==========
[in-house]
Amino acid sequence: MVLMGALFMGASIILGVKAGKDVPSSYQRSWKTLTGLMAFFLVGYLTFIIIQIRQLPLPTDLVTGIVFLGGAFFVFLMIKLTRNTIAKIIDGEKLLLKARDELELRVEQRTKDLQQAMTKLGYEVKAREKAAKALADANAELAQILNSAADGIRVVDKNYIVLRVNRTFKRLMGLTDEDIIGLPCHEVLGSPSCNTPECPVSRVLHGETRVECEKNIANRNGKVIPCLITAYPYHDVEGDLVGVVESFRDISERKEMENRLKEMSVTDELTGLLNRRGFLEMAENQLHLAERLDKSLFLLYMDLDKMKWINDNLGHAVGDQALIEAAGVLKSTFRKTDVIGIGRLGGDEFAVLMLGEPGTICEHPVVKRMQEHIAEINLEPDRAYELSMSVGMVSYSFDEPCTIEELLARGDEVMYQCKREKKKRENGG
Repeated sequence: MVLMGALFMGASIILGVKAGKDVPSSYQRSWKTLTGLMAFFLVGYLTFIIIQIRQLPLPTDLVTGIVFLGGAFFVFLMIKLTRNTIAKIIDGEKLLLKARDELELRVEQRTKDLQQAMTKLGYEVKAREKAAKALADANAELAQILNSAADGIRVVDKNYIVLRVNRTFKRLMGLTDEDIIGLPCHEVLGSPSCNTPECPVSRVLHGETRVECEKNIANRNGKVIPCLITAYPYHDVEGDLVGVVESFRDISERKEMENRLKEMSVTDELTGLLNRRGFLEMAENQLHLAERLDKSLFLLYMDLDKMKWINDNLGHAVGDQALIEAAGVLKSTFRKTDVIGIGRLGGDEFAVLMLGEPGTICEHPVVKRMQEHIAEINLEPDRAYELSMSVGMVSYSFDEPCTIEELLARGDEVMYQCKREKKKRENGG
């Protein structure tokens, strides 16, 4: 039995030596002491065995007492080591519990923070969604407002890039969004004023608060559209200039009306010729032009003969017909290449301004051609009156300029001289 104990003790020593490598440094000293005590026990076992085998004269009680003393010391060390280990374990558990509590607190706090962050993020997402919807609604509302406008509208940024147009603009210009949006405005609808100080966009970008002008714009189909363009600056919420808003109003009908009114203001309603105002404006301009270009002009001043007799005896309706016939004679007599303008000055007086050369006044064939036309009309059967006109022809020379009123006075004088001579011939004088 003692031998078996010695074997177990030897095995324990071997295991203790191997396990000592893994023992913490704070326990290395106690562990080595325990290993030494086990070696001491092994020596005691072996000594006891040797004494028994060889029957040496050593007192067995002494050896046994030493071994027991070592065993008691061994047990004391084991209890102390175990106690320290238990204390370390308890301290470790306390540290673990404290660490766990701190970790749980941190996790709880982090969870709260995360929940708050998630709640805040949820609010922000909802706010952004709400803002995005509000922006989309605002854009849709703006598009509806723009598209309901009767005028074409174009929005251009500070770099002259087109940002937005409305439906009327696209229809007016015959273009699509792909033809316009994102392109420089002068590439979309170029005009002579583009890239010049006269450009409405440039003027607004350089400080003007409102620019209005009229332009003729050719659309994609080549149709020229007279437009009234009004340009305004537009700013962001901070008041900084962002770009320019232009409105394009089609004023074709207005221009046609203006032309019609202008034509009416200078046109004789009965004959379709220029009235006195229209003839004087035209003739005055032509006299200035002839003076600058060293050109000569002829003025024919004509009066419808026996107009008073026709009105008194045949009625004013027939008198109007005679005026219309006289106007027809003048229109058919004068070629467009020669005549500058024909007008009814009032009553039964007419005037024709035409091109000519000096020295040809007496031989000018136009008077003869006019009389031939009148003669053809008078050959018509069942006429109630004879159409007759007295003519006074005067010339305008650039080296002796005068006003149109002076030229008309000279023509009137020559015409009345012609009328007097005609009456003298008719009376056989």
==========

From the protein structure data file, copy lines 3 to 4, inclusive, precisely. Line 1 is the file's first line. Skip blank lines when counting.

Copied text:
Repeated sequence: MVLMGALFMGASIILGVKAGKDVPSSYQRSWKTLTGLMAFFLVGYLTFIIIQIRQLPLPTDLVTGIVFLGGAFFVFLMIKLTRNTIAKIIDGEKLLLKARDELELRVEQRTKDLQQAMTKLGYEVKAREKAAKALADANAELAQILNSAADGIRVVDKNYIVLRVNRTFKRLMGLTDEDIIGLPCHEVLGSPSCNTPECPVSRVLHGETRVECEKNIANRNGKVIPCLITAYPYHDVEGDLVGVVESFRDISERKEMENRLKEMSVTDELTGLLNRRGFLEMAENQLHLAERLDKSLFLLYMDLDKMKWINDNLGHAVGDQALIEAAGVLKSTFRKTDVIGIGRLGGDEFAVLMLGEPGTICEHPVVKRMQEHIAEINLEPDRAYELSMSVGMVSYSFDEPCTIEELLARGDEVMYQCKREKKKRENGG
């Protein structure tokens, strides 16, 4: 039995030596002491065995007492080591519990923070969604407002890039969004004023608060559209200039009306010729032009003969017909290449301004051609009156300029001289 104990003790020593490598440094000293005590026990076992085998004269009680003393010391060390280990374990558990509590607190706090962050993020997402919807609604509302406008509208940024147009603009210009949006405005609808100080966009970008002008714009189909363009600056919420808003109003009908009114203001309603105002404006301009270009002009001043007799005896309706016939004679007599303008000055007086050369006044064939036309009309059967006109022809020379009123006075004088001579011939004088 003692031998078996010695074997177990030897095995324990071997295991203790191997396990000592893994023992913490704070326990290395106690562990080595325990290993030494086990070696001491092994020596005691072996000594006891040797004494028994060889029957040496050593007192067995002494050896046994030493071994027991070592065993008691061994047990004391084991209890102390175990106690320290238990204390370390308890301290470790306390540290673990404290660490766990701190970790749980941190996790709880982090969870709260995360929940708050998630709640805040949820609010922000909802706010952004709400803002995005509000922006989309605002854009849709703006598009509806723009598209309901009767005028074409174009929005251009500070770099002259087109940002937005409305439906009327696209229809007016015959273009699509792909033809316009994102392109420089002068590439979309170029005009002579583009890239010049006269450009409405440039003027607004350089400080003007409102620019209005009229332009003729050719659309994609080549149709020229007279437009009234009004340009305004537009700013962001901070008041900084962002770009320019232009409105394009089609004023074709207005221009046609203006032309019609202008034509009416200078046109004789009965004959379709220029009235006195229209003839004087035209003739005055032509006299200035002839003076600058060293050109000569002829003025024919004509009066419808026996107009008073026709009105008194045949009625004013027939008198109007005679005026219309006289106007027809003048229109058919004068070629467009020669005549500058024909007008009814009032009553039964007419005037024709035409091109000519000096020295040809007496031989000018136009008077003869006019009389031939009148003669053809008078050959018509069942006429109630004879159409007759007295003519006074005067010339305008650039080296002796005068006003149109002076030229008309000279023509009137020559015409009345012609009328007097005609009456003298008719009376056989």